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I have finished my Phd in maths shortly. A few days ago, I have heard a revision decision from a very good journal where I submitted my paper. The comments from referees are generally fairly positive, and are not too difficult to address. However, I have found a mistake in a theorem proof, which the referees have not spotted. This mistake is difficult to fix, or may be unfixable. The theorem is the extension of the main result of the paper. I assume it is not an important result, as there are no comments or revisions from referees on this part. Then how to write to the referees to address this issue? I imagine it would annoy both the referees and the editor. When I am going to submit the revision, is it better to remove the wrong theorem or to keep it there? Many thanks.

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    Be happy that you discovered the error before your paper was published, unlike me. My PhD thesis shrank by 15 pages two weeks before I submitted it. – JeffE Sep 2 '16 at 22:23
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    Would you rather do the correction, or be a referee for a paper titled "A counter example to a theorem by mathsfm". – Joel Sep 3 '16 at 22:38
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    Surely you jest. – Cary Swoveland Sep 5 '16 at 6:31
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You absolutely have to advise the editor and referees of the error, and either correct or remove the erroneous part. It doesn't matter how much it annoys them, or even if it leads to the rejection of your paper. Keeping it there would be totally unacceptable and unethical.

Just tell the editor straight out:

"I discovered an error in the proof of Theorem 1.2.3. It does not seem to be fixable, so this theorem should be removed from the paper. The rest of the paper is unaffected [assuming that it actually is]."

The editor will probably ask the referees to re-review the paper with this information. It might change their decision, or it might not. But even if it gets rejected, that's something you just have to live with: fix the paper and submit it somewhere else.

You seem to be assuming that the referees noticed the error but decided not to say anything about it in their review. I doubt that. It's far more likely that they didn't notice it at all. Referees are humans and not omniscient gods, and just because they overlook an error does not mean it is okay to publish it.

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    I agree with this. When I was still in academia, I did this both for my thesis publication and for a subsequent (rather lengthy) paper with no adverse consequences. I simply said, "I found the following changes were necessary and I can't recommend publishing this paper without them". Impress them with your diligence and you may be rewarded. – Ryan Reich Aug 31 '16 at 16:06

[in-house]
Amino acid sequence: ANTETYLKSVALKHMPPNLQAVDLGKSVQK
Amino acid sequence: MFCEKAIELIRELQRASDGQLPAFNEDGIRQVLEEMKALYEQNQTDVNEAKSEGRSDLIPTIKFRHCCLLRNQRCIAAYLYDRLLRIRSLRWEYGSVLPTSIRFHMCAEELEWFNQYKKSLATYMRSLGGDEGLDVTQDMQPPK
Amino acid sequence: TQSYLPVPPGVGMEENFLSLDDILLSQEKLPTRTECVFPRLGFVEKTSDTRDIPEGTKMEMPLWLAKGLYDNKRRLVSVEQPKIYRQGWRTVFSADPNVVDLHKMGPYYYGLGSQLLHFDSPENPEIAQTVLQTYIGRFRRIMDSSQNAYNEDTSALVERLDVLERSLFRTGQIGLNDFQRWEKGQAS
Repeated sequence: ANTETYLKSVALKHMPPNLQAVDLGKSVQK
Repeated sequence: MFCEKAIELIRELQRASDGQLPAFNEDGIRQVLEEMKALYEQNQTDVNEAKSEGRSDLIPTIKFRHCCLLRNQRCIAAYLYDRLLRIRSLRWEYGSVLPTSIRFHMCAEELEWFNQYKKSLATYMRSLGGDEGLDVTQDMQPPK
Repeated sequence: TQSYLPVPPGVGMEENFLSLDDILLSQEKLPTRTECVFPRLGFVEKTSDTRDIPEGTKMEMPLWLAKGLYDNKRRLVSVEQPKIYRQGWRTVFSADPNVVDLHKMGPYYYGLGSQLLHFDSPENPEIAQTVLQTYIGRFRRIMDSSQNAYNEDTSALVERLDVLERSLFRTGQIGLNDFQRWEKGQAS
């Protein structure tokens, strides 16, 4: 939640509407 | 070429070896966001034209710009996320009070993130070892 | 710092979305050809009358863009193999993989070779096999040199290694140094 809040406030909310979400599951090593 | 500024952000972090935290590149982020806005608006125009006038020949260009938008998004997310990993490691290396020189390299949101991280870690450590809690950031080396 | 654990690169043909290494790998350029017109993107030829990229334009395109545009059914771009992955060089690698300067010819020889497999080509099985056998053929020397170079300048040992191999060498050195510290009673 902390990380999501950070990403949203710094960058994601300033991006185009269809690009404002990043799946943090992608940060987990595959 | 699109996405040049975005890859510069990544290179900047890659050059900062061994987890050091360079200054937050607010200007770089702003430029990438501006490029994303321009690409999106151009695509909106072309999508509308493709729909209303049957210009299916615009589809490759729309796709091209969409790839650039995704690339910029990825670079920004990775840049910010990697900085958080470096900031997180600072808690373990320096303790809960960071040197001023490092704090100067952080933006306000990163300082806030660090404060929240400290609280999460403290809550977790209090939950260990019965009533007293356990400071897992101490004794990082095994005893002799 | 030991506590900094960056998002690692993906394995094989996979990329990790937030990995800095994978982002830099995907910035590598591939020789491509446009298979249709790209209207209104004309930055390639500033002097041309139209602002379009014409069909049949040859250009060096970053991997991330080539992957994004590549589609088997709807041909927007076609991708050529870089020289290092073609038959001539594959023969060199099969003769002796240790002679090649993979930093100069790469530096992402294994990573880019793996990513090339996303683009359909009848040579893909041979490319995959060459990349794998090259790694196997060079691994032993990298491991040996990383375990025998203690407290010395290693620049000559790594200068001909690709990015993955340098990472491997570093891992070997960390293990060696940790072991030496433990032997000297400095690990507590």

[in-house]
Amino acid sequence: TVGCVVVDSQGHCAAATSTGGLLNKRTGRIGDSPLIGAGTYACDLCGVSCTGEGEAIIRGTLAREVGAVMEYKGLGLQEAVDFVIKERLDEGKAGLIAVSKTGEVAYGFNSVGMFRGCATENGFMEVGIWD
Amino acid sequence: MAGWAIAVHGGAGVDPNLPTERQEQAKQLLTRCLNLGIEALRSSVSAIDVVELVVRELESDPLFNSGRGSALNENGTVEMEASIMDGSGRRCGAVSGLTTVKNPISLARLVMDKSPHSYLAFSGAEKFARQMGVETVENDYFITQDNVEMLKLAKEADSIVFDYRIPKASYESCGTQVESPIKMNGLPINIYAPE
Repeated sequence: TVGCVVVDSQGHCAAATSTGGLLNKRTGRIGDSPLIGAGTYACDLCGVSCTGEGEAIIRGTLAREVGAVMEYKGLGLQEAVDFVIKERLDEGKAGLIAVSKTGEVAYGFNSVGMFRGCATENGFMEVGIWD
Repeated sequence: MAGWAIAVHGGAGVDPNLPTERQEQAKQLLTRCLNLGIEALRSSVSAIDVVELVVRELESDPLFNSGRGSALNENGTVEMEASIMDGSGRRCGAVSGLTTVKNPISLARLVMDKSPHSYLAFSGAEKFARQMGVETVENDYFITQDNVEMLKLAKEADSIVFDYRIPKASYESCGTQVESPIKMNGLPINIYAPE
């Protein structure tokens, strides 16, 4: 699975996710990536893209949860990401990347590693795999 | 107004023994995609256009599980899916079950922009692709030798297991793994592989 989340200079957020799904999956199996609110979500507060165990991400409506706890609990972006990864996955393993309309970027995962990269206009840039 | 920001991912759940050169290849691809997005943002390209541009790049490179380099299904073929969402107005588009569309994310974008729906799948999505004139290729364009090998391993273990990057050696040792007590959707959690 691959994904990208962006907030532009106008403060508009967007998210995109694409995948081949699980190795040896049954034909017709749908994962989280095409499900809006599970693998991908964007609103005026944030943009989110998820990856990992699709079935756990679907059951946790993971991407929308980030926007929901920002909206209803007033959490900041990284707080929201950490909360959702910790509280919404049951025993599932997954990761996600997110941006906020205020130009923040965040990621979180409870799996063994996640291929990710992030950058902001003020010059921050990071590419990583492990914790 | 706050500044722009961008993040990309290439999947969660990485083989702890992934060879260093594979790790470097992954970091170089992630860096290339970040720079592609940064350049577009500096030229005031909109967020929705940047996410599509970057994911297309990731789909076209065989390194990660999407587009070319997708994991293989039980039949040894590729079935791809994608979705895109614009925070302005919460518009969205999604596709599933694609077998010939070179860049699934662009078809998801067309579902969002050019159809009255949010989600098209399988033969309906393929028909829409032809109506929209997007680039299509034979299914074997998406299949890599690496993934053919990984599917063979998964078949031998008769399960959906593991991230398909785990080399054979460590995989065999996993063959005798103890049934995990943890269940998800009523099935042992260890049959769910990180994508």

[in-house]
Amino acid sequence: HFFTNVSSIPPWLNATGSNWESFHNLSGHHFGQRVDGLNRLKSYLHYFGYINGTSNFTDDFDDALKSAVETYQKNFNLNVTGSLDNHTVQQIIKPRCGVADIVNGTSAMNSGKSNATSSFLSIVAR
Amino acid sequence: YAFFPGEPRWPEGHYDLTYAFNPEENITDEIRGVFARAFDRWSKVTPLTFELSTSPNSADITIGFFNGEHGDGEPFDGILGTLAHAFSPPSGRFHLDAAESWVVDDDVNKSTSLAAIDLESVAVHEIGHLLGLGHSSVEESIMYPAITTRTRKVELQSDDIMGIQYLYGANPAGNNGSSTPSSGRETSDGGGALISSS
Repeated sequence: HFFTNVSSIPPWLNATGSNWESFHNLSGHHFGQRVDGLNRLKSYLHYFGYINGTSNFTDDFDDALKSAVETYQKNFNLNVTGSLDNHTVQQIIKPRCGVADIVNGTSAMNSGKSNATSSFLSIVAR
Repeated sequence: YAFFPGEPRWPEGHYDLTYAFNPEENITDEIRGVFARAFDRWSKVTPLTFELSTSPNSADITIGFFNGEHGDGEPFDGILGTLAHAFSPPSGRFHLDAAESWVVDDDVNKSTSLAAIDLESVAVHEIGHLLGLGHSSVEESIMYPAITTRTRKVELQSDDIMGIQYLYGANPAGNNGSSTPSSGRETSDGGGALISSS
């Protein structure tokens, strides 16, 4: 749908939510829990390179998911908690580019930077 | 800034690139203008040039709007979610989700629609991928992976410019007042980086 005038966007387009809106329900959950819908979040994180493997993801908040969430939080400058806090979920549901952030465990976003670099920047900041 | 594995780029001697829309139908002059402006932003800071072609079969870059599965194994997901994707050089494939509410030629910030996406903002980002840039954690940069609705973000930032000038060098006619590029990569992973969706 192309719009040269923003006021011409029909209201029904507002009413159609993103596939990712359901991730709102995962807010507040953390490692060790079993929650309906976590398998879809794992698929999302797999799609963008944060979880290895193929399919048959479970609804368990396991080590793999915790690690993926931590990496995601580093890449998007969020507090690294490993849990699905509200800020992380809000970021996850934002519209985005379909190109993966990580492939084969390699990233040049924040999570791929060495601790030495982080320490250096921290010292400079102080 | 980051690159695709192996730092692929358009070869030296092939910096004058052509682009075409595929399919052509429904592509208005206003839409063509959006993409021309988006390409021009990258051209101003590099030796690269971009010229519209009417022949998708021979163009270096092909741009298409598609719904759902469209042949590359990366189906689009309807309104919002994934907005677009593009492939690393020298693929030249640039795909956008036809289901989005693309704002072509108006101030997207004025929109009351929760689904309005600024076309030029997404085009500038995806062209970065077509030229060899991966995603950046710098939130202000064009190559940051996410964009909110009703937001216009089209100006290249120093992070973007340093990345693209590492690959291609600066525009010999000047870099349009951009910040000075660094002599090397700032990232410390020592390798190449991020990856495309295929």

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    @RyanReich Realistically, you can't expect a reward for something like this. – enthdegree Aug 31 '16 at 18:31
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    @enthdegree Yes, I know. I was afraid both times that they would angrily throw me out. Nonetheless, you are certainly not going to get a reward for not fixing your errors, and people often being generous, you may find that the editor actually appreciates your being forthright. – Ryan Reich Aug 31 '16 at 18:33
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The responsibility for correctness lies with the author, not with the referees. So it is up to you to fix it. If the referees did not mention it, then there is no need for you to respond to them. You are only talking to the editor. But definitely the paper should be fixed before it is published.

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Referees are there to check quality of paper, contents of the paper, procedures, theorems and lot of stuff so they often miss here and there being humans.

Letting the error go to be published can have two outcomes.

1st in academia there is trust on authors, other refering your paper assume the theorem to be fine and that can lead other papers to have errors.

2nd some one can spot the error later on and can cite your paper im his work showing the error which can be a matter of shame for you.

So better inform editor that it is the case and removing this portion will have no effect or these these effects. Let them decide then.

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You should notify the editor, who will notify the referee. Much better to discover the error now, rather than after the paper is published, with your name on it. Then you'd have to publish a retraction, or worse, have someone point it out to you (and others) in their own paper.

Since it is on an "extension," it will probably be no big deal. Most editors would rather have a correct paper with one less extension than a paper with an error. The referee will probably be relieved as well; s/he was supposed to spot the error and didn't. It's barely possible (not likely) that the referee can suggest a way to fix it.

People make honest errors from time to time. But when one is discovered and not reported, it is no longer an "honest" error.

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